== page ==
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Ch. 13: A Criminal Head

When men of science (or, more often, men who talk about science) speak of studying history or human society scientifically they always forget that there are two quite distinct questions involved. It may be that certain facts of the body go with certain facts of the soul, but it by no means follows that a grasp of such facts of the body goes with a grasp of the things of the soul. A man may show very learnedly that certain mixtures of race make a happy community, but he may be quite wrong (he generally is) about what communities are happy. A man may explain scientifically how a certain physical type involves a really bad man, but he may be quite wrong (he generally is) about which sort of man is really bad. Thus his whole argument is useless, for he understands only one half of the equation.

The drearier kind of don may come to me and say, "Celts are unsuccessful; look at Irishmen, for instance." To which I should reply, "You may know all about Celts; but it is obvious that you know nothing about Irishmen. The Irish are not in the least unsuccessful, unless it is unsuccessful to wander from their own country over a great part of the earth, in which case the English are unsuccessful too." A man with a bumpy head may say to me (as a kind of New Year greeting), "Fools have microcephalous skulls," or what not. To which I shall reply, "In order to be certain of that, you must be a good judge both of the physical and of the mental fact. It is not enough that you should know a microcephalous skull when you see it. It is also necessary that you should know a fool when you see him; and I have a suspicion that you do not know a fool when you see him, even after the most lifelong and intimate of all forms of acquaintanceship."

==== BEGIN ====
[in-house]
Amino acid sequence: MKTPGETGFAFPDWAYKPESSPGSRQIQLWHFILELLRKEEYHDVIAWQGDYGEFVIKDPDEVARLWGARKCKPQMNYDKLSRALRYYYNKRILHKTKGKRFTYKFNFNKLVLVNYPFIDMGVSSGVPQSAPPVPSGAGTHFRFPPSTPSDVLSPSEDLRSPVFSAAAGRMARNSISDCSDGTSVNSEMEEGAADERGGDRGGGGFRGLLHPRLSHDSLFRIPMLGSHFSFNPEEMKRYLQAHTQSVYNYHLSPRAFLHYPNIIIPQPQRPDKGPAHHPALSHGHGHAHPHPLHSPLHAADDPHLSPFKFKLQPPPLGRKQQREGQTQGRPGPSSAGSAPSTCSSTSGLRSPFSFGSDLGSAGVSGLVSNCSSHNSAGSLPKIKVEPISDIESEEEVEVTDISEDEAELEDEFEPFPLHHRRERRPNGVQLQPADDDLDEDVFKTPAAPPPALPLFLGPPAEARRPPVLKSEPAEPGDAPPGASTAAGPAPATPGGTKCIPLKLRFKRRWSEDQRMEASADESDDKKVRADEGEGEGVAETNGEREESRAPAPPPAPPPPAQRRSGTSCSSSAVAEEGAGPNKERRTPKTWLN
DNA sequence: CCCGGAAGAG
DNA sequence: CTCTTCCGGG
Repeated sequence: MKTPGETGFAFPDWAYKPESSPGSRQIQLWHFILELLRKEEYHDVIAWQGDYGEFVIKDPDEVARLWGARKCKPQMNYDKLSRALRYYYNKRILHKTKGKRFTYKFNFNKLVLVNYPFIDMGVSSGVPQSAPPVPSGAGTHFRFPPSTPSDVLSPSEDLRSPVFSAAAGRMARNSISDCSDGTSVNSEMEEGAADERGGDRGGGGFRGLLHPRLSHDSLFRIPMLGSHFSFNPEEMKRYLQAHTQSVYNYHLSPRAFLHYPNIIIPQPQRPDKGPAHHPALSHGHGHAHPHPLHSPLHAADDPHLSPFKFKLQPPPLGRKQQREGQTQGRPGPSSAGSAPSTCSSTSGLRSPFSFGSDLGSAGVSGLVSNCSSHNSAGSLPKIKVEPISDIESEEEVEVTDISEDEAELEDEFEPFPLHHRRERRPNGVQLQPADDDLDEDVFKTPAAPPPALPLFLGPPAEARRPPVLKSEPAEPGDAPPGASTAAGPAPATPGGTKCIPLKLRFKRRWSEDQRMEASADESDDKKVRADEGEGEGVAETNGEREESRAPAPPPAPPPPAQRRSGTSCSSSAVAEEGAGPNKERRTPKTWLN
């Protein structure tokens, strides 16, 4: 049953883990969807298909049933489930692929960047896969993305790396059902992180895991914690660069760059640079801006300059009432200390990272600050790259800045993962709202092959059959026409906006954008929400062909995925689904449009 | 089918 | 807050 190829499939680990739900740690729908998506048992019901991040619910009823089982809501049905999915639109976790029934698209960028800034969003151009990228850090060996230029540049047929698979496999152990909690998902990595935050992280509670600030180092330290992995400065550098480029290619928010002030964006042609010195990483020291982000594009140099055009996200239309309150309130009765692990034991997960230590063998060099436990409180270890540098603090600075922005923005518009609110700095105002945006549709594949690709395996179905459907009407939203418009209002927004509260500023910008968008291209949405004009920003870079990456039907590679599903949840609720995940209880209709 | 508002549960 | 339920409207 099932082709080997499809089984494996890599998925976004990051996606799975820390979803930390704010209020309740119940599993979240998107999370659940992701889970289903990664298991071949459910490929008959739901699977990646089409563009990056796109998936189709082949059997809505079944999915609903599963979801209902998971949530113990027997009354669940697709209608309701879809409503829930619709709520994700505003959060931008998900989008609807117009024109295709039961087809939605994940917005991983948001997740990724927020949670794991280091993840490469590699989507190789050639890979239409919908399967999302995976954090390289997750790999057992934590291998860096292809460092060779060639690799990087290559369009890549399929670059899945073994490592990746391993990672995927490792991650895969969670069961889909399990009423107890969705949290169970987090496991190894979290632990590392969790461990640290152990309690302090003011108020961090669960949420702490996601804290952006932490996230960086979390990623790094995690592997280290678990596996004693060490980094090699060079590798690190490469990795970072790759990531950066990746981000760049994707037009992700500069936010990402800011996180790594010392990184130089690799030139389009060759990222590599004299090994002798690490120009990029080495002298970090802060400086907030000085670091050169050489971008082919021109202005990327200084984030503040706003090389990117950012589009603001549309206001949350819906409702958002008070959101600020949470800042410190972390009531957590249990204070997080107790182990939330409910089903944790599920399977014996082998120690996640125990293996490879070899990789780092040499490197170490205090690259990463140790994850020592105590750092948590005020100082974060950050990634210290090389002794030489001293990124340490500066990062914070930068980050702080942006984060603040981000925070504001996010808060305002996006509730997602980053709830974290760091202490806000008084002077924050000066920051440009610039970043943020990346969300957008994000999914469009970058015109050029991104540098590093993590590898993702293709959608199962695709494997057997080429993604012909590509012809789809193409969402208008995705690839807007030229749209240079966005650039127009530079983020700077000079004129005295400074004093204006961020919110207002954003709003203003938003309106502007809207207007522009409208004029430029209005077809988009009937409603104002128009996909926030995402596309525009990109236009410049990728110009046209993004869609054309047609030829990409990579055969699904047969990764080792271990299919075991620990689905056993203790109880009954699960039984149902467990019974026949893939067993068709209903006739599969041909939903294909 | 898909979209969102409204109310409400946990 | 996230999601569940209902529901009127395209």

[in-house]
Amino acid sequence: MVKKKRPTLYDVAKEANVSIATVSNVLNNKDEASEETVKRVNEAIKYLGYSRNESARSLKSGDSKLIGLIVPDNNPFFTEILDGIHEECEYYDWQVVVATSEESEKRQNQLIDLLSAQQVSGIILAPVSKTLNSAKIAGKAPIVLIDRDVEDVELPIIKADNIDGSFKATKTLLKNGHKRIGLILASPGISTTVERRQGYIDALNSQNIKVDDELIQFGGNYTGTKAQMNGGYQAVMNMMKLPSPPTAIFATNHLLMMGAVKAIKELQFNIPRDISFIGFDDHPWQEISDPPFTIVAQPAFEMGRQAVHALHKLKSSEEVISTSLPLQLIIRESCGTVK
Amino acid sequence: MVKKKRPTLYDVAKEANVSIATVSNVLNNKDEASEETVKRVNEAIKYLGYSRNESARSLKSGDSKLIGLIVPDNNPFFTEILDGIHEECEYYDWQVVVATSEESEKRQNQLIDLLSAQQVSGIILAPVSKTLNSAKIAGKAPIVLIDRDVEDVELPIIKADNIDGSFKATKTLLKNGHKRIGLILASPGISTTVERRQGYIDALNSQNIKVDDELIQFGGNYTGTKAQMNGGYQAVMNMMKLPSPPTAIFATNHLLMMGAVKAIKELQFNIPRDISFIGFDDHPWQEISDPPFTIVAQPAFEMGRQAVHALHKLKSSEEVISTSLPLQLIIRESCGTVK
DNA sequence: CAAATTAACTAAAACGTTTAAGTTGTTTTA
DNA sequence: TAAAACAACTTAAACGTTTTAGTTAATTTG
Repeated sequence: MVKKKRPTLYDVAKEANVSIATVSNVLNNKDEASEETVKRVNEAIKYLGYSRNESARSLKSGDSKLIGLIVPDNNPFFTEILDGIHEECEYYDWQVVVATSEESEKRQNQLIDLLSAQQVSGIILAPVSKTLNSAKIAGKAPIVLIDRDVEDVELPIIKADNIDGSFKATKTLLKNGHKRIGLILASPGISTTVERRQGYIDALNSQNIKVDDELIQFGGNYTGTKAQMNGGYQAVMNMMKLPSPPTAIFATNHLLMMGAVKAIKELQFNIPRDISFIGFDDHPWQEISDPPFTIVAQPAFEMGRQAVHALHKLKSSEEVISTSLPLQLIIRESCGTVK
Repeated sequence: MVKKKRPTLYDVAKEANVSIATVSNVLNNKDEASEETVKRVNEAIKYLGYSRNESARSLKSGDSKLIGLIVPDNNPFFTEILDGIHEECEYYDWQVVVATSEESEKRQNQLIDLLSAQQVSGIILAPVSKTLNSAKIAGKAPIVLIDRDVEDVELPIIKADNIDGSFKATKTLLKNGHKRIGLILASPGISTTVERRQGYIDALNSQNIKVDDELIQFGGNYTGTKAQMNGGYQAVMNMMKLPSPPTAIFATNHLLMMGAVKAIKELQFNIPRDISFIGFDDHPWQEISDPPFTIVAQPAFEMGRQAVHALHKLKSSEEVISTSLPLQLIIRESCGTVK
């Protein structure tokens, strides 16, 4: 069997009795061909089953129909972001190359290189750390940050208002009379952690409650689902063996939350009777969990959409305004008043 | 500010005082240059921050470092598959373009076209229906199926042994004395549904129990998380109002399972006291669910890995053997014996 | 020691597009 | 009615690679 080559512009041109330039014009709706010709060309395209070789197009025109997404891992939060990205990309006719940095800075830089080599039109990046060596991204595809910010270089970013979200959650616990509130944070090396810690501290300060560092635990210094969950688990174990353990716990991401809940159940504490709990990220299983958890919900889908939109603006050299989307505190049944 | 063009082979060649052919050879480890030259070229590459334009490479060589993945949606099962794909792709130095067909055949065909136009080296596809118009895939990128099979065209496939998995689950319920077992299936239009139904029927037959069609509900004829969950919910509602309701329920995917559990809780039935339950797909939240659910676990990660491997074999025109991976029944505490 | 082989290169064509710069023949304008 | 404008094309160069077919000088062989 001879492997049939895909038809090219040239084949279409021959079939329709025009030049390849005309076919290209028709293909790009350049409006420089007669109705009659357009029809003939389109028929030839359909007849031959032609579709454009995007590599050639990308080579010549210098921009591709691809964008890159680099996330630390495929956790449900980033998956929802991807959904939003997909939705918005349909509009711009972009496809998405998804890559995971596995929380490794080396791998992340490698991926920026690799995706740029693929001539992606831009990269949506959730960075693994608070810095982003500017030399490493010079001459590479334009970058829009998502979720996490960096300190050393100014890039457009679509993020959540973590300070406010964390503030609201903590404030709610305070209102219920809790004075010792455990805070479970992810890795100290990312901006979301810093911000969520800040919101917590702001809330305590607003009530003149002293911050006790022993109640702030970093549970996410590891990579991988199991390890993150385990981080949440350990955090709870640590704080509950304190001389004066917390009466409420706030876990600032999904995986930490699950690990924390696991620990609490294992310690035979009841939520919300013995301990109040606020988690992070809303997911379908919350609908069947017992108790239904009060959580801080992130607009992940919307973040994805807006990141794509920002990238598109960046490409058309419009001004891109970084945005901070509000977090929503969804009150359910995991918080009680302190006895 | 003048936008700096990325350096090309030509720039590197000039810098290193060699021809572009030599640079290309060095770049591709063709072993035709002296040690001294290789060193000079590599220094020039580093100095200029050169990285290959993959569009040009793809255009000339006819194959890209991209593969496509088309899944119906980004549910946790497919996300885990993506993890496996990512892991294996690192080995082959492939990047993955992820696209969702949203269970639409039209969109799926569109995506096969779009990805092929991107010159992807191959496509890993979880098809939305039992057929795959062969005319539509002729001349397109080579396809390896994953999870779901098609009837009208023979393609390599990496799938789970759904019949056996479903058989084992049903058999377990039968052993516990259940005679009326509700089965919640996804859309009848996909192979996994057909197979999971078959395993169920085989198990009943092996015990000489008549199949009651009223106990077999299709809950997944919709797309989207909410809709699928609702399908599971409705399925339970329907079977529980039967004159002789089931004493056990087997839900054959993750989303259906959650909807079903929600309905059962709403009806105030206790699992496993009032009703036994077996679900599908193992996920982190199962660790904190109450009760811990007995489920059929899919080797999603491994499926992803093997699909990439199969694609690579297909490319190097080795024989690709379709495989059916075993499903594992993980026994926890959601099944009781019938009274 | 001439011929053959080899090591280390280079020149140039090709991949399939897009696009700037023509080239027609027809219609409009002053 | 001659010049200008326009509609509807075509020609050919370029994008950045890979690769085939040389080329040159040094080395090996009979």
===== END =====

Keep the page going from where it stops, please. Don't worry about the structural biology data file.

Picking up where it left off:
The trouble with most sociologists, criminologists, etc., is that while their knowledge of their own details is exhaustive and subtle, their knowledge of man and society, to which these are to be applied, is quite exceptionally superficial and silly. They know everything about biology, but almost nothing about life. Their ideas of history, for instance, are simply cheap and uneducated. Thus some famous and foolish professor measured the skull of Charlotte Corday to ascertain the criminal type; he had not historical knowledge enough to know that if there is any "criminal type," certainly Charlotte Corday had not got it. The skull, I believe, afterwards turned out not to be Charlotte Corday's at all; but that is another story. The point is that the poor old man was trying to match Charlotte Corday's mind with her skull without knowing anything whatever about her mind.

But I came yesterday upon a yet more crude and startling example.

In a popular magazine there is one of the usual articles about criminology; about whether wicked men could be made good if their heads were taken to pieces. As by far the wickedest men I know of are much too rich and powerful ever to submit to the process, the speculation leaves me cold. I always notice with pain, however, a curious absence of the portraits of living millionaires from such galleries of awful examples; most of the portraits in which we are called upon to remark the line of the nose or the curve of the forehead appear to be the portraits of ordinary sad men, who stole because they were hungry or killed because they were in a rage. The physical peculiarity seems to vary infinitely; sometimes it is the remarkable square head, sometimes it is the unmistakable round head; sometimes the learned draw attention to the abnormal development, sometimes to the striking deficiency of the back of the head. I have tried to discover what is the invariable factor, the one permanent mark of the scientific criminal type; after exhaustive classification I have to come to the conclusion that it consists in being poor.